Apr 11th, 2022
Burundian-born, London-based soul singer J.P. Bimeni doesn’t see the world through rose-colored glasses, but he exudes optimism in his sophomore album with Spanish funk outfit The Black Belts, titled Give Me Hope, where he channels prime Otis Redding while meditating on ambition, community and love.
Give Me Hope grooves between classic ’60s Motown and Stax-inspired soul, psychedelia and afro-funk. Inspired by leaders such as Martin Luther King Jr. and James Stern (who gives an empoweringly funky track on the album its title) and propelled by the wisdom of prolific creators like Lee Scratch Perry, Bimeni’s deep consciousness and vulnerability is on full display without losing pop sensibility.
A descendant of the Burundian royal family whose parents held opposing political views, Bimeni escaped his country aged 15 during the 1993 civil war and genocide, and moved to the UK on a UN scholarship. “Music is my great escape”, he states. “You realize that you have a platform that is much larger than you expected, so you have to question yourself: What am I trying to express? Who am I?”. J.P. Bimeni showcases himself as resilient and conscientious, conjuring a deep spirituality and pain to demand hope. After experiencing unimaginable tumult as a young man, Bimeni’s belief that love is our collective future remains steadfast. Where his critically acclaimed debut was a joyous, super funky celebration of achievement – Give Me Hope is a deeper contemplation on the need for unity and a sense of global community.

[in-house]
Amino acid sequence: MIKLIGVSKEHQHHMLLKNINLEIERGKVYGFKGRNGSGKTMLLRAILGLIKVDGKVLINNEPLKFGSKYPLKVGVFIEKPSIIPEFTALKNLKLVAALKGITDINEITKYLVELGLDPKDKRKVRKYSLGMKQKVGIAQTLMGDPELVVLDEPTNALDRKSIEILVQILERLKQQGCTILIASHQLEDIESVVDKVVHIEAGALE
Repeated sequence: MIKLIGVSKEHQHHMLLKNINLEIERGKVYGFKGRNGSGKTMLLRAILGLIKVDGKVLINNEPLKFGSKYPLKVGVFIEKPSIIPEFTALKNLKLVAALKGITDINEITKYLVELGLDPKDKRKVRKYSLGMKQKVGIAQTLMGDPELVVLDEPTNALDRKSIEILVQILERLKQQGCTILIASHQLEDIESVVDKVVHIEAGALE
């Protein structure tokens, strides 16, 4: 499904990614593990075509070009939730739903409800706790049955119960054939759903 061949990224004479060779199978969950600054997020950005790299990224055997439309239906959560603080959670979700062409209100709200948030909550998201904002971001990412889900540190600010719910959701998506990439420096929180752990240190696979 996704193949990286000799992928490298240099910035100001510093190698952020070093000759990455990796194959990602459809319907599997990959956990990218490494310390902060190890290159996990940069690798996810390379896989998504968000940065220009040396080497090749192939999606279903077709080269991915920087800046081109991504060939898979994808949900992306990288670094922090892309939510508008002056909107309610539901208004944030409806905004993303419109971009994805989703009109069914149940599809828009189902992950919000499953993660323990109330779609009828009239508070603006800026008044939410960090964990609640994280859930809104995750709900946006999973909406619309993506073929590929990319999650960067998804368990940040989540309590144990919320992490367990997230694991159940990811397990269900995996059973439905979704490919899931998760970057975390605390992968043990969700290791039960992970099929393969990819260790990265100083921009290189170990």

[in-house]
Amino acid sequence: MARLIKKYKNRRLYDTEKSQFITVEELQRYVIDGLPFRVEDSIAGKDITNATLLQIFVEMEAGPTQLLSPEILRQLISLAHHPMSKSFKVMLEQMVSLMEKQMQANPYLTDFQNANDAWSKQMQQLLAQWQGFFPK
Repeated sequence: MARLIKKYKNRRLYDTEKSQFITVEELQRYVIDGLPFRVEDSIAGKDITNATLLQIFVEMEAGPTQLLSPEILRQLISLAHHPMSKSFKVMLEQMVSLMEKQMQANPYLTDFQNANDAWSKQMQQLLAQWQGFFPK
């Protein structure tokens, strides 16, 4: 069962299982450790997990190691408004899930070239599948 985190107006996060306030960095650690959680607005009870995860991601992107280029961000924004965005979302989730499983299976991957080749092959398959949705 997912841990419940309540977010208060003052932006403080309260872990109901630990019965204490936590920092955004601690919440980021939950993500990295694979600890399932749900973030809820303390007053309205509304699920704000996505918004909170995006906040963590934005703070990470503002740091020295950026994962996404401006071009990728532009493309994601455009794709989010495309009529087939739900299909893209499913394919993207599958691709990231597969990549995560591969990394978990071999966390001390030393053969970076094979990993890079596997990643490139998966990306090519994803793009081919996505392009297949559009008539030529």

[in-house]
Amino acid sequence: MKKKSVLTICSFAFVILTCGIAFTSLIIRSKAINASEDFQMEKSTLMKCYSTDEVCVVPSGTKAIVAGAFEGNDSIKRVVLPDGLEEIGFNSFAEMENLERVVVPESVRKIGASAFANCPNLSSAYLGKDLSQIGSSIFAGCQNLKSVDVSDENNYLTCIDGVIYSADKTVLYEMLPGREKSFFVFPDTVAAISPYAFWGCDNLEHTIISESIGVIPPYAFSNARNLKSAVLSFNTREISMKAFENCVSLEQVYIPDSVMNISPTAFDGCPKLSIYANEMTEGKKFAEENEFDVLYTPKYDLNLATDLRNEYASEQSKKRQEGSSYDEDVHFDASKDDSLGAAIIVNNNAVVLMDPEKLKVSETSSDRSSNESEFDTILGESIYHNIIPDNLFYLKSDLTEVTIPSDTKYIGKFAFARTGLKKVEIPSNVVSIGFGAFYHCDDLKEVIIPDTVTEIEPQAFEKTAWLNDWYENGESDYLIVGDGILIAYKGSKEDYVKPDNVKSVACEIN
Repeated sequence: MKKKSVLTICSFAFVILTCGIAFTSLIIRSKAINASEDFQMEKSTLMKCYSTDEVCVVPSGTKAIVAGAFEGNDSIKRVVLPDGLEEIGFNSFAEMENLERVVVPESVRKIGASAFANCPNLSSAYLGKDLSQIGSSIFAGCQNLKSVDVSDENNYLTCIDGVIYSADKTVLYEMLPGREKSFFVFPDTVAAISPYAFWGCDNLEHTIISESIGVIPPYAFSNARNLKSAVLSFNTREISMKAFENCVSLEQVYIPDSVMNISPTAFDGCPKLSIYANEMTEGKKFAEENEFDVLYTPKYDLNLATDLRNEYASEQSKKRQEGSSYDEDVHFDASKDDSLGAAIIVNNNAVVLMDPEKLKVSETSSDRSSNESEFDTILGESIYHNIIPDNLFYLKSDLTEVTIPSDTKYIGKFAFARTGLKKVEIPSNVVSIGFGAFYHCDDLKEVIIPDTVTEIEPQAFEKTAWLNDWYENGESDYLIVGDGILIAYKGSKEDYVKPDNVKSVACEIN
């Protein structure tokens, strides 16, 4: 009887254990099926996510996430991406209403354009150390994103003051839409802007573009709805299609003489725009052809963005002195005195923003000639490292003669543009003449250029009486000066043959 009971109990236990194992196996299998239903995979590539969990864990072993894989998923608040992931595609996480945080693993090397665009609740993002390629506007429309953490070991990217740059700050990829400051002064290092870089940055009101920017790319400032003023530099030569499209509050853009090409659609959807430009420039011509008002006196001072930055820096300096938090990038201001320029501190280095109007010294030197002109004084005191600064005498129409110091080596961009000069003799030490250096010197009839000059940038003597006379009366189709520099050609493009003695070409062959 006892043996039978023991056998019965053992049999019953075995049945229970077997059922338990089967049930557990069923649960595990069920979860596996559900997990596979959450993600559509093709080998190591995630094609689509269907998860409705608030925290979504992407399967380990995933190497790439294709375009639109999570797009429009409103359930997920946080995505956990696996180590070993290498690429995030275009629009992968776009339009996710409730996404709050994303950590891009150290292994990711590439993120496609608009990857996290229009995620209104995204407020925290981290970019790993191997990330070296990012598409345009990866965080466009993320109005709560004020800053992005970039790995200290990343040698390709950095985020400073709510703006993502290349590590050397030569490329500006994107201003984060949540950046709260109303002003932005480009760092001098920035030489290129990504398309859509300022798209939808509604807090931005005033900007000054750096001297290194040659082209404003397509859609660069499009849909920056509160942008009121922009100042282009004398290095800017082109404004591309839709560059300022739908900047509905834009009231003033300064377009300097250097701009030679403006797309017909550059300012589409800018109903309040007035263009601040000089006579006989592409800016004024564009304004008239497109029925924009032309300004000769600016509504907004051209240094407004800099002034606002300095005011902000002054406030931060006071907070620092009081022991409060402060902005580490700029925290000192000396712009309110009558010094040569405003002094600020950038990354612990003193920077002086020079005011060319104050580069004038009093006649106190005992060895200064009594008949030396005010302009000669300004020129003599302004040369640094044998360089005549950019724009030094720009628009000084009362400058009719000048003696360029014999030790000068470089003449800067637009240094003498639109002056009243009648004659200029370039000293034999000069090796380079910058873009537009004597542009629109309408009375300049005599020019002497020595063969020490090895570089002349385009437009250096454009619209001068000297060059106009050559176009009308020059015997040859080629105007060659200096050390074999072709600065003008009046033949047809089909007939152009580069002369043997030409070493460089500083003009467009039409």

Much like his idol Otis Redding, Bimeni is a master of both the forlorn and ecstatic. Give Me Hope opens with a cover of Eddie Holman’s 1969 string-laced midtempo burner “Four Walls”, in which Bimeni aches with regret of losing a love he once took for granted. On “Not In My Name”, a unique pop-soul song with a message, Bimeni encourages reciprocity in our communal existence. He uses the album’s ballads as metaphors for loving thy neighbour, folding hints of gospel and Sam Cooke sweetness into songs such as “Find That Love” and “When Everything Is Wrong”.
Give Me Hope also deals with complex internal themes, and Bimeni imbues “Guilty and Blessed” with his personal history of trauma and war. Hundreds of thousands of people died in Burundi’s 1994 genocide, including some of Bimeni’s young friends. The singer was shot and read his last rites, poisoned by doctors and put on life support – and yet Bimeni managed to survive, thriving as his passion for music unfolded. Yet despite his successes, Bimeni is often wracked with survivor’s guilt. “I know people who probably deserve more than I do, but they didn’t have that chance”, Bimeni says. ” feel blessed to have survived and keep moving”.
Uplifting the album are the supremely funky title track and “Mathematics”, in which stabbing horns and heavy bassline conjure both Sharon Jones & The Dap-Kings and Fela Kuti. Bimeni honors his heroes on “James Stern”, a slightly psychedelic tale of the Black activist who destroyed an American neo-Nazi group, adding to the album’s themes of self-empowerment. The horn-forward swing of “Precious Girl” erupts as soul dancefloor crusher, buoyed by Bimeni’s incredible vocal depth.